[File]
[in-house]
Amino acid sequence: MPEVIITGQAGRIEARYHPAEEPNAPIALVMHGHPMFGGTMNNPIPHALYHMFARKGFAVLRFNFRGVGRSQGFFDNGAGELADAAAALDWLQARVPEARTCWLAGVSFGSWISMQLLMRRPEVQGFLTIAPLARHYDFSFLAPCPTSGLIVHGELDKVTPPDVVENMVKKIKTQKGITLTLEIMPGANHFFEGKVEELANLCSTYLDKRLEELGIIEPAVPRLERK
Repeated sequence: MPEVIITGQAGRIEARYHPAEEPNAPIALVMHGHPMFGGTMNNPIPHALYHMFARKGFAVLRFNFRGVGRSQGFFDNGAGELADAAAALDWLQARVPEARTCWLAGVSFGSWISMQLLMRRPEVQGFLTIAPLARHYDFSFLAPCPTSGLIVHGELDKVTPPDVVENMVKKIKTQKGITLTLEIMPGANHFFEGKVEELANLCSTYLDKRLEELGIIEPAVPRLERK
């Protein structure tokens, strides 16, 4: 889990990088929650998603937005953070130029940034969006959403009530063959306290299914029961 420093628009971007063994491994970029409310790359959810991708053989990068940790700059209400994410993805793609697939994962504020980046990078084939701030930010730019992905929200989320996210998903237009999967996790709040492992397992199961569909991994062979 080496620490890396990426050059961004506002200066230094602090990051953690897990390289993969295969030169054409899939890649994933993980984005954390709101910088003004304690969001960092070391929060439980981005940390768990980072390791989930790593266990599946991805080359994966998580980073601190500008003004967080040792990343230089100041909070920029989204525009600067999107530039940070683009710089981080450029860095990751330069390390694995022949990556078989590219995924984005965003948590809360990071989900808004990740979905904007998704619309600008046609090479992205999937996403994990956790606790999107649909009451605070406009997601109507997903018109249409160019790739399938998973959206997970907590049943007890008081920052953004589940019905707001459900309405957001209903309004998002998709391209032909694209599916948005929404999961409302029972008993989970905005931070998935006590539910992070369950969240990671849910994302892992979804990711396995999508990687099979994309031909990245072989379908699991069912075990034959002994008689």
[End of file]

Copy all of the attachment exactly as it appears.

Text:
[in-house]
Amino acid sequence: MPEVIITGQAGRIEARYHPAEEPNAPIALVMHGHPMFGGTMNNPIPHALYHMFARKGFAVLRFNFRGVGRSQGFFDNGAGELADAAAALDWLQARVPEARTCWLAGVSFGSWISMQLLMRRPEVQGFLTIAPLARHYDFSFLAPCPTSGLIVHGELDKVTPPDVVENMVKKIKTQKGITLTLEIMPGANHFFEGKVEELANLCSTYLDKRLEELGIIEPAVPRLERK
Repeated sequence: MPEVIITGQAGRIEARYHPAEEPNAPIALVMHGHPMFGGTMNNPIPHALYHMFARKGFAVLRFNFRGVGRSQGFFDNGAGELADAAAALDWLQARVPEARTCWLAGVSFGSWISMQLLMRRPEVQGFLTIAPLARHYDFSFLAPCPTSGLIVHGELDKVTPPDVVENMVKKIKTQKGITLTLEIMPGANHFFEGKVEELANLCSTYLDKRLEELGIIEPAVPRLERK
């Protein structure tokens, strides 16, 4: 889990990088929650998603937005953070130029940034969006959403009530063959306290299914029961 420093628009971007063994491994970029409310790359959810991708053989990068940790700059209400994410993805793609697939994962504020980046990078084939701030930010730019992905929200989320996210998903237009999967996790709040492992397992199961569909991994062979 080496620490890396990426050059961004506002200066230094602090990051953690897990390289993969295969030169054409899939890649994933993980984005954390709101910088003004304690969001960092070391929060439980981005940390768990980072390791989930790593266990599946991805080359994966998580980073601190500008003004967080040792990343230089100041909070920029989204525009600067999107530039940070683009710089981080450029860095990751330069390390694995022949990556078989590219995924984005965003948590809360990071989900808004990740979905904007998704619309600008046609090479992205999937996403994990956790606790999107649909009451605070406009997601109507997903018109249409160019790739399938998973959206997970907590049943007890008081920052953004589940019905707001459900309405957001209903309004998002998709391209032909694209599916948005929404999961409302029972008993989970905005931070998935006590539910992070369950969240990671849910994302892992979804990711396995999508990687099979994309031909990245072989379908699991069912075990034959002994008689």